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  • Rounik Admin
    Posts: 8713
    Joined: Dec 16th, 2006, 08:13
    Re: Logic 405 Confessions of a Dru...
    Hi Simon, I appreciate it must have taken you a long time to paste all those links in your post. Unfortunately, I have had to remove the post although I'm sure it included some useful info. Please appreciate that these forums are hosted by macProVideo.com and anyone posting spam or links to sites/videos offering similar training may have their posts removed. Posting one link to YouTube may have been overlooked and even recommending that Roy google this topic I might have let go, but the extent to which you posted 31 links is not cool. Can I recommend that if there are features or future tutorials that you wish to see created by macProVideo that you create a thread in the Suggested Training sub-forum: [url]http://www.macprovideo.com/forum/general/suggested-training[/url] which will be read and noted. We do our best to provide the highest quality video training available. If for whatever reason you are unhappy you can contact us via Support directly: [url]http://www.macprovideo.com/support/[/url] but we would ask you to respect our forums and not post links to alternative video training. Thanks for your understanding, Rounik
    Reply
  • Dan
    Posts: 3
    Joined: Sep 12th, 2009, 01:10
    Re: Logic 405 Confessions of a Dru...
    Hi Guys, I've just watched the first 7 chapters of this tutorial and I am reserving judgement on it, based on previous good experience of Mac Pro Video, until the final 33 parts are out (when is that by the way?). I have to say though, so far having Drum and Bass in the title is a little misleading - there's nothing really that specific to D&B in this tutorial other than the drum loop select for the arrangement. I have to agree with other posters that D&B has developed significantly over the past few years, and this video hasn't really touched on anything I'd expect to see in a D&B specific tutorial. I realise that producers keep their tricks pretty close to their chest and aren't about the tell the world their real secrets. But still, a few pointers to getting the sorts of sounds we hear in modern D&B and Dubstep would be nice. Really this so far has the same feel as the Logic 101 stuff from Martin Sitter, with nothing really that different content wise. Like I say - I'm holding judgement 'til I've seen the whole lot - hence no review yet. On a plus note, Nigel has a good voice and tempo; the tutorial pacing is great - just a few more D&B specific "confessions" would be good, and hopefully this is what we have to look forward to in part two. :) Cheers Dan
    Reply
  • Byperue
    Posts: 18
    Joined: Jan 7th, 2008, 08:31
    Re: Logic 405 Confessions of a Dru...
    Add me to the disappointed. The first thing that shocked me was relying solely on a Stylus RMX drum loop for the first seven sections. One of the most critical parts of DnB is beat creation, and sadly, I don't see any of it so far. No synth programming in what Logic already has. This seems ridiculously simple and retro, more like pop music as opposed to DnB. I also find it particularly annoying that the guy is constantly "going away" and then returning 10 minutes, 20 minutes or a few hours later, and voila, here's the next part, all ready to go. Why aren't we allowed to see the creative process? It seems like we are missing something everytime he "goes away." Very lightweight so far guys, especially compared to the other high quality videos yo produce. The rest of this series has A LOT of making up to do. Drew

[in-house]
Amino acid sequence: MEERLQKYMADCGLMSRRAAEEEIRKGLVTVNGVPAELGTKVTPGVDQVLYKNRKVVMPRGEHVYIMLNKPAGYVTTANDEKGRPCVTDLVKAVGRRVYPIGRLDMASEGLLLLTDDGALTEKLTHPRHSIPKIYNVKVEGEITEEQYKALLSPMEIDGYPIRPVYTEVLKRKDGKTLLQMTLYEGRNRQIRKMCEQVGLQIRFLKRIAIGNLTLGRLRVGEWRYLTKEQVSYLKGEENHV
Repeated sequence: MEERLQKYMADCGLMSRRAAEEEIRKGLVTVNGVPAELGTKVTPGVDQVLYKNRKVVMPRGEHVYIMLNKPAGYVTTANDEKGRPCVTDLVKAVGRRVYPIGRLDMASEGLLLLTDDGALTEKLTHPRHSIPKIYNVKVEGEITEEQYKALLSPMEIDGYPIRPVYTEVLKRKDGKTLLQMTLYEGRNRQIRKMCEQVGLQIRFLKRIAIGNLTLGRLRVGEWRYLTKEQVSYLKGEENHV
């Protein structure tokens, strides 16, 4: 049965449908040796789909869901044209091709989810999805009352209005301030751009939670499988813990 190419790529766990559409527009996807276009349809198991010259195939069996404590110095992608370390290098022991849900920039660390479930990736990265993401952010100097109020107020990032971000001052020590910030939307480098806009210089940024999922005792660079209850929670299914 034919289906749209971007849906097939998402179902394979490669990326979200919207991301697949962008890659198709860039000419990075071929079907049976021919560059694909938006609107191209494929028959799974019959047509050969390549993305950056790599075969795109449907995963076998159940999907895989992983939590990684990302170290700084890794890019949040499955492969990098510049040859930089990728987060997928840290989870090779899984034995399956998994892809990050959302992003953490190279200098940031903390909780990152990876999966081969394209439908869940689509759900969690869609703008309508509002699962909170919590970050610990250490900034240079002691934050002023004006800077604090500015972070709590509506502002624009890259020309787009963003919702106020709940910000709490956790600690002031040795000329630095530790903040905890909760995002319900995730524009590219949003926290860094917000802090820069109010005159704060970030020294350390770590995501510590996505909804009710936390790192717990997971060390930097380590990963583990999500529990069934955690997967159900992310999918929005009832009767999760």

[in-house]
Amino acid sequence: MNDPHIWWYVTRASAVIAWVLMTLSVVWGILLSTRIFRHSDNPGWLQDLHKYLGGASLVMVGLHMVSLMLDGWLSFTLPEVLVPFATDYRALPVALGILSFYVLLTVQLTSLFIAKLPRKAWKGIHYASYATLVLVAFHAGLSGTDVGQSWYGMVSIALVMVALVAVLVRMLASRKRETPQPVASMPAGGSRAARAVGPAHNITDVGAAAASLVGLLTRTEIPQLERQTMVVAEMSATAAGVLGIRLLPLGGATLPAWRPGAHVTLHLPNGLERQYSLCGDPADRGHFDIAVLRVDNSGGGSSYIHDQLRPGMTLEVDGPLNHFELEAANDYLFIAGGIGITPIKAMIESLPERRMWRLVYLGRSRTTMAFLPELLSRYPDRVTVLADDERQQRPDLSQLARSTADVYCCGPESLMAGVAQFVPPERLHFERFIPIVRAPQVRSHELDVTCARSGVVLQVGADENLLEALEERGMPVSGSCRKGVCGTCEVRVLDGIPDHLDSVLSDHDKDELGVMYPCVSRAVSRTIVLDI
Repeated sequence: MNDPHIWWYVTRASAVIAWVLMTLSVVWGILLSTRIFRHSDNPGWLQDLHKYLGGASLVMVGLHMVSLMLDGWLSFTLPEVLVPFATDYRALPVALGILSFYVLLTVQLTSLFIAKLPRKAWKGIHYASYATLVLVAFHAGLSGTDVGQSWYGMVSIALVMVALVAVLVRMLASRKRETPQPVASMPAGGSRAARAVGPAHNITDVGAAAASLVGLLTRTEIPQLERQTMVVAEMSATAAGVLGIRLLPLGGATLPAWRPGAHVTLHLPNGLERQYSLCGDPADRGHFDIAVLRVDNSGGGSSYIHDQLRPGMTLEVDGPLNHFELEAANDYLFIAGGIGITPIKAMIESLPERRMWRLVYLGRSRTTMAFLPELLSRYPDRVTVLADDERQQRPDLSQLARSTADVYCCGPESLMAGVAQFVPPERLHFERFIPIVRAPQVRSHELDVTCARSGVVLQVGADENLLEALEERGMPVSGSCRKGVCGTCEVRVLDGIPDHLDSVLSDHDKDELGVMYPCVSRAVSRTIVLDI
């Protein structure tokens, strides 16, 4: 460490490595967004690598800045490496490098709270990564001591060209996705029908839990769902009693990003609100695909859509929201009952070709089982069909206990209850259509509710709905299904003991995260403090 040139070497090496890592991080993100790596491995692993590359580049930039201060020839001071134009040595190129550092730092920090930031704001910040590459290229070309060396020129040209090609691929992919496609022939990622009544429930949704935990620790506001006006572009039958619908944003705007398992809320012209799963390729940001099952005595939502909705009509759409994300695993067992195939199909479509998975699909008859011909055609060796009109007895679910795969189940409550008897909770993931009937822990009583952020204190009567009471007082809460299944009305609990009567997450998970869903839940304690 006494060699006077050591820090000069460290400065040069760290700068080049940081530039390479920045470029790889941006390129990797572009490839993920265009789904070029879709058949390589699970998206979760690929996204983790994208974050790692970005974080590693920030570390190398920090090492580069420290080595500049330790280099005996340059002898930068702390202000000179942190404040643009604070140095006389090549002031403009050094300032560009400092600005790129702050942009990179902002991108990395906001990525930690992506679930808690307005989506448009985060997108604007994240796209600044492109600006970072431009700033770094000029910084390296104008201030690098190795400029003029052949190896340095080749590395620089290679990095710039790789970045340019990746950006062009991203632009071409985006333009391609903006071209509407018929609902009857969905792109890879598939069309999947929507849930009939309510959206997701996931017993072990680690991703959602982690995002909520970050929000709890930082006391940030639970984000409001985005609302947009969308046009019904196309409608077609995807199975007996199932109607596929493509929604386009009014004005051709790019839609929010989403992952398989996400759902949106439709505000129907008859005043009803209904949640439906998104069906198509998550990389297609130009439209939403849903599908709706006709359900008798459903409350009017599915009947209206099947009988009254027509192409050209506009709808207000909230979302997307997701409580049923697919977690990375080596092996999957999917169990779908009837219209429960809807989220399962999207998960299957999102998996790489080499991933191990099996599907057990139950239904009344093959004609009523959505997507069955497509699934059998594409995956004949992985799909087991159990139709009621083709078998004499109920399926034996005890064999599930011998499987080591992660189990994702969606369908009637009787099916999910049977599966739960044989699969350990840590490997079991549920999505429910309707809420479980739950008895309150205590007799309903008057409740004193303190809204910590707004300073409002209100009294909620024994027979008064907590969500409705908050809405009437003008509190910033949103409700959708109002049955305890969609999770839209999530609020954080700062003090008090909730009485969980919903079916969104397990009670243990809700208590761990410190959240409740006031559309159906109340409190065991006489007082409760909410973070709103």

Reply
  • Simon
    Posts: 16
    Joined: Sep 16th, 2007, 08:54
    Re: Logic 405 Confessions of a Dru...
    It's strange that the general consensus of opinion seems to be that this tutorial is a total waste of time (and a sadly missed opportunity), yet it's still showing only four-star reviews. My one star review was never added for some strange reason. Has this happened to anyone else? Also the reviews that are shown seem rather fake. C'mon MacPro this isn't typical of your attitude towards your customers. P.S. every other vid I have purchased has been top notch (the Mastering Toolbox is excellent) but I really think you should dump this one and get someone who knows what they're doing to write it.
    Reply
  • vnl
    Posts: 14
    Joined: Jul 30th, 2009, 04:16
    405
    This one is about 'pop dnb' production, so sound wise it is disappointing for me but I believe there are lots of people who are making/listening to this. I purchased this one with 406 - Olav's workflow tricks. The difference is very clear - 406 is a 'typical' MPV tutorial where every second is filled with some tip/trick/workflow goodness. 405 is more of a classical 'how do I do things' tutorials you will find free with some music mags. I believe we have to compare it to Logic 403 Mixing R&B rather then anything else. In that respect this one is still slipping a little bit but I cannot say it is bad. It is just a little under par compared with other stuff here which is top notch. There is still 2 more hours going to be released so there is a space for improvement and I believe it will get better - I do expect some more on beats, making arrangements more complex and dnb specific mixing/mastering techniques.
    Reply
  • Byperue
    Posts: 18
    Joined: Jan 7th, 2008, 08:31
    Re: Logic 405 Confessions of a Dru...
    What I find disturbing is that I posted my review of this series so far on the product page nearly 10 days ago and it has not yet appeared. I was honest -- I thought the series was a huge disappointment so far. But nothing has been more disappointing than to not see my review there, but only these six five star reviews. That does not seem to be fair and honest with your users, MPV.